Last edited by a moderator: Mar 25, 2011
  9. yardmaster

    yardmaster Administrator Staff Member Administrator Supporter

    Re: Frisco River Division - Cape Girardeau & Southwestern

    Thanks for the update, Keith. Sounds like you'll be cleaning about the same time that I'll be moving in and taking measurements of the new layout space. I need to find a time for the family and I to day trip to KC so that I can come out and play.

    Best Regards,
  10. klrwhizkid

    klrwhizkid Administrator Staff Member Administrator Supporter

    Re: Frisco River Division - Cape Girardeau & Southwestern

    Terry, I know for a fact that local crews in Southeast Mo were dropping (and kicking) cars into the middle 80's. One of the R/C airplane modelers I knew in Cape was a Frisco/BN engineer and he offtimes would talk about the workweek and the setouts/pickups they did since he knew I was a "train guy" also.

    The River Division generally doesn't include grades other than the difference between main and siding so in the interest of getting things done quicker, drops and kicks were used a lot.

    Note: for those who might visit this site and aren't familiar with the terminology;
    A drop is when the locomotive accelerates with car(s) in tow, momentarily slows down so the pin can be pulled on the couplers between the locomotive and car(s), and the locomotive accelerates again opening the gap between the locomotive and car(s) so that the switch (turnout) can be thrown to the siding after the locomotive passes and the car(s) will enter the siding with momentum. A brakeman rides the car(s) and slows them with the car brakes (hopefully) to the position they need to be.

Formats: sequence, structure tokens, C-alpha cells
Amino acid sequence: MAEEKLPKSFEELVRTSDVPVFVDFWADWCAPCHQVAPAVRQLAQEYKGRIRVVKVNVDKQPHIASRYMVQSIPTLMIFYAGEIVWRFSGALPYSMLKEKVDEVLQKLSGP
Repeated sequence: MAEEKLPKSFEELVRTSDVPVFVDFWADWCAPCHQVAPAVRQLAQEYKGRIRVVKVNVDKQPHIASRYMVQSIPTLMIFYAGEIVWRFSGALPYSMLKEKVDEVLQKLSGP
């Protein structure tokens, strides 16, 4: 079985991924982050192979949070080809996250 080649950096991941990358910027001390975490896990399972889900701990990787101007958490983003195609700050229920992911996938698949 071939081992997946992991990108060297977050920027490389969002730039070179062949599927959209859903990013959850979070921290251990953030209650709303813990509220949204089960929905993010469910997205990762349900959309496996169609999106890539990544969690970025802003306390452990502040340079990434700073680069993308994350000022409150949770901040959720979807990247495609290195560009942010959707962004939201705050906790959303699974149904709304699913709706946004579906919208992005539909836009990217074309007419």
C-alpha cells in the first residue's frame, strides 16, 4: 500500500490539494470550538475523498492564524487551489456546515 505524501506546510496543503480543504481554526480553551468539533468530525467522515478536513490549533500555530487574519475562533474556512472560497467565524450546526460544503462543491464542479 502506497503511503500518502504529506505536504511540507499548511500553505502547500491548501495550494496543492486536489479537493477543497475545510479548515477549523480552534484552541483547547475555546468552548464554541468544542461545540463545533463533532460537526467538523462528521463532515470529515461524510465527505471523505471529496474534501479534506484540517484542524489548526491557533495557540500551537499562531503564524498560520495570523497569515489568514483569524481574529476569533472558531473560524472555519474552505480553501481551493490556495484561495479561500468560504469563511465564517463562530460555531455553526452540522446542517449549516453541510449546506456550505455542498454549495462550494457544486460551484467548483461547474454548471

A kick involves the locomotive accelerating, shoving the car(s) toward an already thrown switch (turnout). Once again a brakemen rides the car(s), using the car brakes to control the stop of the car(s). In this case, the locomotive does not enter the siding but stops short of the switch so another trainman can throw the switch, setting the locomotive up for some other move.
    Last edited by a moderator: Oct 17, 2010
  11. bootheel

    bootheel Member

    Re: Frisco River Division - Cape Girardeau & Southwestern

    On the Caruthersville Branch the Frisco and Cottonbelt used the "drop" very effectively. They made it look easy. There was just enough of a grade to make the cars just glide in the sidings. I was always amazed at watching the crews do a drop with 10-15 cars.
  12. MFreix

    MFreix Member

    Re: Frisco River Division - Cape Girardeau & Southwestern

    I recently purchased the Pentrex Arkansas & Missouri DVD, and they had a segment focusing on the Bentonville branch. The job was handled by an S-2 and did a bit of kicking and dropping - it was quite interesting.

    A very interesting DVD in it's entirety!
  13. klrwhizkid

    klrwhizkid Administrator Staff Member Administrator Supporter

    The dumpster is here! Right of Way is being cleared. No more waiting! Rick McClellan and Mike McLain (MKT modeler) are coming by to help on 10/19.

    I am beginning to see bare walls and I am happy to say that the light at the end of the tunnel IS A TRAIN!
  14. klrwhizkid

    klrwhizkid Administrator Staff Member Administrator Supporter

    Progress is moving somewhat slowly due to management imposing unrelated projects into the work schedule. I have updated the plans and they are posted in the post at the beginning of this thread.
  15. klrwhizkid

    klrwhizkid Administrator Staff Member Administrator Supporter

    Progress! I have moved my woodworking bench to a temporary position (before disposal) to enable the removal of some mistakenly used 5/8" sheet rock from previous workshop building work and to allow me to build up some special studs that will allow the layout to be truly cantilevered along three walls.

    I started building studs last night late and completed two. The pictures supplied show some of the layout space (lots of stuff to work around) and show the lay-up of a stud with a completed one in the background and how the completed studs with cantilevers will support the benchwork. The studs are being built up from 2 3/8" x 3/4'' 10 ply baltic birch plywood (salvage material). Pieces are cut to several lengths to ensure no over-lapping joints. The pieces are then glued and crown stapled with a pocket for a lateral in the middle layer. It is glued and crown stapled into the pocket. The topside of the lateral will be at 46 7/8" off the floor to give a 50" layout height. The studs will be on 16" centers.